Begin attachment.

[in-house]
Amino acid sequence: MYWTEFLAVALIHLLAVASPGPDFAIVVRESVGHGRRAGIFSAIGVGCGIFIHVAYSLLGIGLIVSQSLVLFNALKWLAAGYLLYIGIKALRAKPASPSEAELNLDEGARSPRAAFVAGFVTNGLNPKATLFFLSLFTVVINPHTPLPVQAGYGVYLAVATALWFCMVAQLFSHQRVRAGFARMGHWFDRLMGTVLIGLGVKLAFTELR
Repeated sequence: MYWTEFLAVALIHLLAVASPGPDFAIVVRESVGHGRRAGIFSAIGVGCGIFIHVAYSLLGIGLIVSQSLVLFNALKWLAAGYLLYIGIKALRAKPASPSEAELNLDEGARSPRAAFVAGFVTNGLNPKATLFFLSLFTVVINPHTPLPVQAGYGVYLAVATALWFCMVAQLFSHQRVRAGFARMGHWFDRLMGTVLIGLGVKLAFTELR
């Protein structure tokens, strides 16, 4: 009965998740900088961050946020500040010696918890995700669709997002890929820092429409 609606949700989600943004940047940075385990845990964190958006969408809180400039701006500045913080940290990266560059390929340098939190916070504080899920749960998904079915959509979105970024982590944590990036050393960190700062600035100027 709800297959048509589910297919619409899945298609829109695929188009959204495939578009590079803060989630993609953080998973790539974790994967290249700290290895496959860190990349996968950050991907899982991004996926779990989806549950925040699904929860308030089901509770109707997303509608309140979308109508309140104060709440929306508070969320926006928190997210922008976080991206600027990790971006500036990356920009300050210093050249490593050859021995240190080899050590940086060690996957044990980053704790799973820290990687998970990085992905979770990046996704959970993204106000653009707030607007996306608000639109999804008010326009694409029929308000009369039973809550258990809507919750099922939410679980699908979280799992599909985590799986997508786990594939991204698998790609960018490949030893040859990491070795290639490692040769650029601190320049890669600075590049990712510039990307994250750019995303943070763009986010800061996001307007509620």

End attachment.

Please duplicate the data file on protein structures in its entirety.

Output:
[in-house]
Amino acid sequence: MYWTEFLAVALIHLLAVASPGPDFAIVVRESVGHGRRAGIFSAIGVGCGIFIHVAYSLLGIGLIVSQSLVLFNALKWLAAGYLLYIGIKALRAKPASPSEAELNLDEGARSPRAAFVAGFVTNGLNPKATLFFLSLFTVVINPHTPLPVQAGYGVYLAVATALWFCMVAQLFSHQRVRAGFARMGHWFDRLMGTVLIGLGVKLAFTELR
Repeated sequence: MYWTEFLAVALIHLLAVASPGPDFAIVVRESVGHGRRAGIFSAIGVGCGIFIHVAYSLLGIGLIVSQSLVLFNALKWLAAGYLLYIGIKALRAKPASPSEAELNLDEGARSPRAAFVAGFVTNGLNPKATLFFLSLFTVVINPHTPLPVQAGYGVYLAVATALWFCMVAQLFSHQRVRAGFARMGHWFDRLMGTVLIGLGVKLAFTELR
């Protein structure tokens, strides 16, 4: 009965998740900088961050946020500040010696918890995700669709997002890929820092429409 609606949700989600943004940047940075385990845990964190958006969408809180400039701006500045913080940290990266560059390929340098939190916070504080899920749960998904079915959509979105970024982590944590990036050393960190700062600035100027 709800297959048509589910297919619409899945298609829109695929188009959204495939578009590079803060989630993609953080998973790539974790994967290249700290290895496959860190990349996968950050991907899982991004996926779990989806549950925040699904929860308030089901509770109707997303509608309140979308109508309140104060709440929306508070969320926006928190997210922008976080991206600027990790971006500036990356920009300050210093050249490593050859021995240190080899050590940086060690996957044990980053704790799973820290990687998970990085992905979770990046996704959970993204106000653009707030607007996306608000639109999804008010326009694409029929308000009369039973809550258990809507919750099922939410679980699908979280799992599909985590799986997508786990594939991204698998790609960018490949030893040859990491070795290639490692040769650029601190320049890669600075590049990712510039990307994250750019995303943070763009986010800061996001307007509620």